Host-associated microbiomes are shaped by networks of interactions among microbes and between microbes and the host. It is not possible to directly measure these interactions, requiring inference from co-occurrence data. Such inferences are prone to high rates of false positives and negatives, and the complications found in real data - in particular demographic noise, higher-order and frequency-dependent interactions among microbes, and variation across hosts - are not well understood. In this project a direct test will be developed using the utility of co-occurrence-based interaction networks in understanding host-associated microbial communities where these biologically realistic complications are present. Further, the PIs will test the common implicit assumption that variation in individual hosts within a population does not fundamentally alter the inter-species interactions in a microbiome, such that the same interaction network can be used to understand the microbiome. Educational and outreach activities are specifically designed to excite and engage students at all levels in biophysics and theoretical biology. The proposed work will actively engage undergraduate students from the Biology and Physics programs in independent biophysics research. Further, quantitative laboratory modules are being developed for the Biology and Physics curricula at Emory to familiarize students with core concepts in population dynamics and to introduce the concepts of variation and hidden states in biological data.
The PIs will use the nematode worm Caenorhabditis elegans and an eight-species bacterial consortium from the worm's native microbiome. The worm is a powerful model system for understanding microbial community assembly, where bottom-up assembly and quantification microbiome composition in large numbers of homozygous individual hosts is possible on short experimental time scales, allowing rapid generation of large, high-quality data sets describing microbiome composition and variation. Using this tractable system, the PIs will obtain microbiome composition data from large numbers of individual hosts, directly parameterizing interactions among microbes (competition, facilitation etc.) and between individual microbial species and the host (e.g. colonization rates and densities in the intestine). Using these data, they will fit and constrain neutral and near-neutral stochastic models of community assembly to: 1) determine the interactions shaping these systems, 2) measure the effects of higher-order and frequency-dependent interactions on inferred networks, and 3) test the assumption that microbial interaction networks are conserved across hosts. The project will use a tractable experimental system as a tool to understand a complex network inference problem on noisy data with hidden underlying states, a problem that is highly relevant for real- world understanding of microbiome data and other data from systems where interactions are not directly measurable, and is therefore relevant for the Physics of Living Systems program. The combined expertise of the PIs will allow rigorous analysis of the technical problem while maintaining a firm connection of these analyses and conclusions to the biological reality.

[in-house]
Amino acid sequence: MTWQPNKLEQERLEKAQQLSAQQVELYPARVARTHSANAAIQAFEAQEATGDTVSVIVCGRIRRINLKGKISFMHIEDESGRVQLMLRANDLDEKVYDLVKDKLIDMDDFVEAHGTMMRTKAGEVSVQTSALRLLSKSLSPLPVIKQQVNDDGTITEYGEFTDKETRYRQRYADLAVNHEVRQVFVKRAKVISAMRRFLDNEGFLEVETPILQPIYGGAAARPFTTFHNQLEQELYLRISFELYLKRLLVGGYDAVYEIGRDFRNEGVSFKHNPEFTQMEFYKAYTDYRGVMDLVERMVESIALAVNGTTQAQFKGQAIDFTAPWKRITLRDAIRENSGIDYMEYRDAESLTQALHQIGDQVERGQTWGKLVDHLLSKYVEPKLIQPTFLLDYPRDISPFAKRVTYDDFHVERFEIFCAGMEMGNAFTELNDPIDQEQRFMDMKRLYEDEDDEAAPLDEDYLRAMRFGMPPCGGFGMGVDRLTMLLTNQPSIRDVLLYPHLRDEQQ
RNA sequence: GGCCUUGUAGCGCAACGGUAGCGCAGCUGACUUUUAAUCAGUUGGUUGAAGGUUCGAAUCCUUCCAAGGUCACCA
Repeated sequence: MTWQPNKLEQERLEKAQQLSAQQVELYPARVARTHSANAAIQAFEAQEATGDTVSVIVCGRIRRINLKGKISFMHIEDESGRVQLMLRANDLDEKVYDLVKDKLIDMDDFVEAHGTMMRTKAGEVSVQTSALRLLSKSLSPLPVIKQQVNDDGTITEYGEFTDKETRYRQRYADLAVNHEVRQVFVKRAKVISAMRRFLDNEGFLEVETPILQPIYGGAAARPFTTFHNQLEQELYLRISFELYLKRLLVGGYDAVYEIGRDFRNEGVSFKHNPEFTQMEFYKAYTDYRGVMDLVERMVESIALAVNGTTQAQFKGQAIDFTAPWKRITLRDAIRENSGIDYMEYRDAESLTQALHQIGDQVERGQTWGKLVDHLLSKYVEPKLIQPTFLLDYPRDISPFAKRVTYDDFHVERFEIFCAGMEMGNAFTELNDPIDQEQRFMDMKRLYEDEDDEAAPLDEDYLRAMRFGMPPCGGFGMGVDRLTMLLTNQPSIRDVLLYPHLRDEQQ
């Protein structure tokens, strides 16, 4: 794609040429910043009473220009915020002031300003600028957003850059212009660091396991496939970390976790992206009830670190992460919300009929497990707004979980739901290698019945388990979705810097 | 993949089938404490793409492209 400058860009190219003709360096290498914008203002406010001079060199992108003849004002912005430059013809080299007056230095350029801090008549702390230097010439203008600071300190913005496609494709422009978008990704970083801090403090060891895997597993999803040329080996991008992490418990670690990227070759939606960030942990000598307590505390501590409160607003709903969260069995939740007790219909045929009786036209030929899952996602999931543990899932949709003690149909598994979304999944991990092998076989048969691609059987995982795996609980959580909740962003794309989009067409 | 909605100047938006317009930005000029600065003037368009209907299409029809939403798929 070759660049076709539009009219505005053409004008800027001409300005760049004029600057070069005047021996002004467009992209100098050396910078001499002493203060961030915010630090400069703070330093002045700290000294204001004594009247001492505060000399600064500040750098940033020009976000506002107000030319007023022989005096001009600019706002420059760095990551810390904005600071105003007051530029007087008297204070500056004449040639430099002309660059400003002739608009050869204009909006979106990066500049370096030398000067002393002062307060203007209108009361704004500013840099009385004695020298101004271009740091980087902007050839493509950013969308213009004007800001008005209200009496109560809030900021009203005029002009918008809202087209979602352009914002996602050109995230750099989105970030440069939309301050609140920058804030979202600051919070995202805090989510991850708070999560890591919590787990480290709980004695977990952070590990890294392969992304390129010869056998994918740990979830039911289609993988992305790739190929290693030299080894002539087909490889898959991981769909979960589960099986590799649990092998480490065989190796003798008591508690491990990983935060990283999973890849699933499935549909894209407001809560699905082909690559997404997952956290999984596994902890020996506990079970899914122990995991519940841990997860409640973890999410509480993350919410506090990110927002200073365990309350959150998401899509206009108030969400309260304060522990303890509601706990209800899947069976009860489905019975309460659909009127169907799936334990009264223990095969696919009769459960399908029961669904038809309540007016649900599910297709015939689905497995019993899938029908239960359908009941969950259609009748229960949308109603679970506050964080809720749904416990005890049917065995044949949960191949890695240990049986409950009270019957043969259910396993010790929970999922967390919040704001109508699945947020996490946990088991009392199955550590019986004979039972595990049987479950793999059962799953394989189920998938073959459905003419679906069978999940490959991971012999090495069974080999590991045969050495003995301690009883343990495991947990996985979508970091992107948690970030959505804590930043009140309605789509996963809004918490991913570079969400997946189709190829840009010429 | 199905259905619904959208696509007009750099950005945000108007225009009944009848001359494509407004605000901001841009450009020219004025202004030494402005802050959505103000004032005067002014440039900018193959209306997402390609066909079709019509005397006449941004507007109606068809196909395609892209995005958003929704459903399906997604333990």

This award reflects NSF's statutory mission and has been deemed worthy of support through evaluation using the Foundation's intellectual merit and broader impacts review criteria.